But there is some good news. The Federal Trade Commission, in its “first outright challenge to a defense merger in decades,” filed a suit against Lockheed’s pending $4.4 billion sale of Aerojet Rocketdyne in February because it said it would give the defense giant a monopoly on jet engines, and “the ability to cut off other defense contractors from the critical components they need to build competing missiles,” according to FTC Bureau of Competition Director Holly Vedova in a statement.
“Without competitive pressure, Lockheed can jack up the price the U.S. government has to pay, while delivering lower quality and less innovation. We cannot afford to allow further concentration in markets critical to our national security and defense.”
Lockheed has since dropped the sale.
Matt Stoller in an extraordinary report for The American Conservative in 2019, warned that consolidation and monopolization has led to a complete erosion of the defense industrial base with critical parts and technology now offshored, leaving the military with few choices, super-high prices, and national security at risk because the Pentagon is now at the mercy of price gougers and foreign companies for sensitive military fulfillment.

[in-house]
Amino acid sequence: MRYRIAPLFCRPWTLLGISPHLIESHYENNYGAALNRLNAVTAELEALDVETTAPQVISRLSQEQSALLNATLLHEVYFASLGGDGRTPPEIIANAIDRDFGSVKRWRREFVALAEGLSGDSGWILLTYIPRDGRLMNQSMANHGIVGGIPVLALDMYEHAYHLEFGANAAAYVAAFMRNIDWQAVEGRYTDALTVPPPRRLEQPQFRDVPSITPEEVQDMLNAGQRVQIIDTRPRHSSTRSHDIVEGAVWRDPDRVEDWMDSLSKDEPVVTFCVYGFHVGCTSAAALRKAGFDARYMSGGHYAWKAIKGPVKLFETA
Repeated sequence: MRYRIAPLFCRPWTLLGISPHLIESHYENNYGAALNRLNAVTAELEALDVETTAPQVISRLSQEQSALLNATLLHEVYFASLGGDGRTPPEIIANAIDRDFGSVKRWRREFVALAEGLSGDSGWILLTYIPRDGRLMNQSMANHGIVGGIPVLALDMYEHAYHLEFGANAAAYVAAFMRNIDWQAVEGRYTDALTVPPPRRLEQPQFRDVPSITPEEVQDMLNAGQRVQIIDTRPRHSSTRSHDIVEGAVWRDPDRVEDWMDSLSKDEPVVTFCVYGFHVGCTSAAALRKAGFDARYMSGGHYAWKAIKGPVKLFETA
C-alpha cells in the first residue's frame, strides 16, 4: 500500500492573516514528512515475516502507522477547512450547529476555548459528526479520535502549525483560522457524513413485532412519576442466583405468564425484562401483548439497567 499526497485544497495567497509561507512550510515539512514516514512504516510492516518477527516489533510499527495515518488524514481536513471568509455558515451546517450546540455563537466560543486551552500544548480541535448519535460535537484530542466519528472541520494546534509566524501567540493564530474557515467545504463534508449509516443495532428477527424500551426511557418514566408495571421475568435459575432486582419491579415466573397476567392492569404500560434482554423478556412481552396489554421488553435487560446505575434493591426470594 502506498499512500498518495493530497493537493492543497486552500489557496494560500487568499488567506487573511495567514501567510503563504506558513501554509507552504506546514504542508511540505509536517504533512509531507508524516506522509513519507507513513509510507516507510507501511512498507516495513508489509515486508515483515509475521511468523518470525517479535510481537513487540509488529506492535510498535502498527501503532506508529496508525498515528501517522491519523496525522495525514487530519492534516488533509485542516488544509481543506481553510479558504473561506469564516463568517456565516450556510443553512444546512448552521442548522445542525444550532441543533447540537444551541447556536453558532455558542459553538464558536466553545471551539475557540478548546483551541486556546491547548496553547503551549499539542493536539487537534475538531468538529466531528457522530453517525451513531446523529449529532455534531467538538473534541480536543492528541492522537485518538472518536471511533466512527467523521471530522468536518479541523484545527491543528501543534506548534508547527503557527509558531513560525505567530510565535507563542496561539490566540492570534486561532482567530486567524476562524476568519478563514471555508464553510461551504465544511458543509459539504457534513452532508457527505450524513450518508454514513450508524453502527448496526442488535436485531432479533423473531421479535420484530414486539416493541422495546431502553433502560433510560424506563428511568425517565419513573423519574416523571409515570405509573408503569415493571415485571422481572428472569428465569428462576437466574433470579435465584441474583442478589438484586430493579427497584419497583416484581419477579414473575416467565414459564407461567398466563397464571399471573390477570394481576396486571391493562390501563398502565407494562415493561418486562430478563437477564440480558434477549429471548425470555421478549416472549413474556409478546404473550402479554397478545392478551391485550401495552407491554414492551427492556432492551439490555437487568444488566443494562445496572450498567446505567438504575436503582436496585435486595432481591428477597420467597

A prime example of this is TransDigm, the subject of several DoD investigations for price manipulation, including a current case in which a Pentagon audit in 2021 determined that TransDigm owes the military an excess of $20 million in overcharges. According to Stoller in 2019: